Dinner: There are a lot of other great restaurants in the city that aren’t specialising in local Czech cuisine and sometimes it’s nice to stick to your favourite classic food while you’re away! The best restaurant we stumbled upon was El Gaucho Steakhouse. The service was incredible, and the food was reasonable for the quality. Below is a list of other highly recommended restaurants in the city,
- Staromáček – traditional Czech restaurant
- T- Anker – Good lunch spot with great views
- Matylda – Café on the water with amazing views
- Restaurace Mincovna – Cheap Czech food
- Ambiente – Restaurant bar area close to Charles bridge.
- Vallmo – Relaxed restaurant with wide variety menu
- Oliva Verde – Italian food with outdoor seating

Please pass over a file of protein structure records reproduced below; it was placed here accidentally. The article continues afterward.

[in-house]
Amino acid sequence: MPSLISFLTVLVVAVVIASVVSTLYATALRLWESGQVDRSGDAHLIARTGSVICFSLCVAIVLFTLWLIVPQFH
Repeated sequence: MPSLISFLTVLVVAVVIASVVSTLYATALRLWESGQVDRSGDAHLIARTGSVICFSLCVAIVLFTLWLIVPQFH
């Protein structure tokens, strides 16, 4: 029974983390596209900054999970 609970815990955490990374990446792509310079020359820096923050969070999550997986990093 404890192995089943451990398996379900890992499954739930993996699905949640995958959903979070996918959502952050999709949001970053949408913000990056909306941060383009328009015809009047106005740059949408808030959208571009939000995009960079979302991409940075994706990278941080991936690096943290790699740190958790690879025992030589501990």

- Pipca – Rotisserie chicken bistro
- Bellevue – Elegant restaurant with view of the PragueCastle,
- Bistro 8 – Modern French-style bistro
Drinks: After you’ve had a nice dinner in the city the next step is to visit a local bar! If you are visiting in winter, I recommend having some mulled wine or ‘Hot Wine’ as most Czech places call it. Old Town Square will be filled with different stalls where you can get a takeaway cup and most restaurants will have it on the menu too. Since Prague is quite cold in the winter it’s a great way to heat up and also to feel festive! Here is a list of some good bars and pubs to visit in Prague:
- L’ Fleur Mixology and Champagne – classy bar for cocktail and champagne lovers
- The Alchemist Bar – Good atmosphere and great selection of drinks
- The Banker’s Bar – 1920’s themed cocktail bar
- Letna Beer Garden – beer with a view
- Hemingway Bar – Cosy bar with good quality cocktails
- London Underground Bar – Live music at the weekends and cheap drinks
- Déjávu Music Bar Prague – Cosmopolitan bar with music
- Absintherie Franz Kafka – bar where you can try drinks with Absinthe!
- Caffrey’s – Irish bar in Old Town
- The Dubliner – Another Irish bar because there can never be too many!